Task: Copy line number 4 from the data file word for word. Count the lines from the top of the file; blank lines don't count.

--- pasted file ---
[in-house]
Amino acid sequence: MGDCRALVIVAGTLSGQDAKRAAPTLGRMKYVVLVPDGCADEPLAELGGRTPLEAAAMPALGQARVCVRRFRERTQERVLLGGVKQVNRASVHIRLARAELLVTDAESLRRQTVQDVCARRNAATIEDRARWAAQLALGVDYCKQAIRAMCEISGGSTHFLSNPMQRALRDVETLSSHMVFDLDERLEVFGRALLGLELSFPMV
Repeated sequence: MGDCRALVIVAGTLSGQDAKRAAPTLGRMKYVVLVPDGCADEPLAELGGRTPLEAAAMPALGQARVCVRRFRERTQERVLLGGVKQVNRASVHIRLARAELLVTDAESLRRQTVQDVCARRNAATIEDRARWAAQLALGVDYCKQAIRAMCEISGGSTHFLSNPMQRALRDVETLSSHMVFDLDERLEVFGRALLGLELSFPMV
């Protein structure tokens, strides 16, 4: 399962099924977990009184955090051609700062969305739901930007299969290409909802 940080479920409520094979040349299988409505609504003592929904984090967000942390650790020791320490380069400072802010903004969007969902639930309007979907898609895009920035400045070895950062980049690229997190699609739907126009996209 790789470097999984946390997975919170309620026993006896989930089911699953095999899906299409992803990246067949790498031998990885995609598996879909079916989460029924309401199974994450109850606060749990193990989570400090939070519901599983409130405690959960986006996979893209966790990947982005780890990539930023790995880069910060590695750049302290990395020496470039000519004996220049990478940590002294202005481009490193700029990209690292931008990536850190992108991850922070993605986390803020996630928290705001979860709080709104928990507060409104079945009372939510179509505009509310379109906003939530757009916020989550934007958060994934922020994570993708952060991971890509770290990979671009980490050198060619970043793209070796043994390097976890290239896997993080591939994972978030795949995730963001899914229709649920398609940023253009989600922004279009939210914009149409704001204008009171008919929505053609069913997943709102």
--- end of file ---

């Protein structure tokens, strides 16, 4: 399962099924977990009184955090051609700062969305739901930007299969290409909802 940080479920409520094979040349299988409505609504003592929904984090967000942390650790020791320490380069400072802010903004969007969902639930309007979907898609895009920035400045070895950062980049690229997190699609739907126009996209 790789470097999984946390997975919170309620026993006896989930089911699953095999899906299409992803990246067949790498031998990885995609598996879909079916989460029924309401199974994450109850606060749990193990989570400090939070519901599983409130405690959960986006996979893209966790990947982005780890990539930023790995880069910060590695750049302290990395020496470039000519004996220049990478940590002294202005481009490193700029990209690292931008990536850190992108991850922070993605986390803020996630928290705001979860709080709104928990507060409104079945009372939510179509505009509310379109906003939530757009916020989550934007958060994934922020994570993708952060991971890509770290990979671009980490050198060619970043793209070796043994390097976890290239896997993080591939994972978030795949995730963001899914229709649920398609940023253009989600922004279009939210914009149409704001204008009171008919929505053609069913997943709102």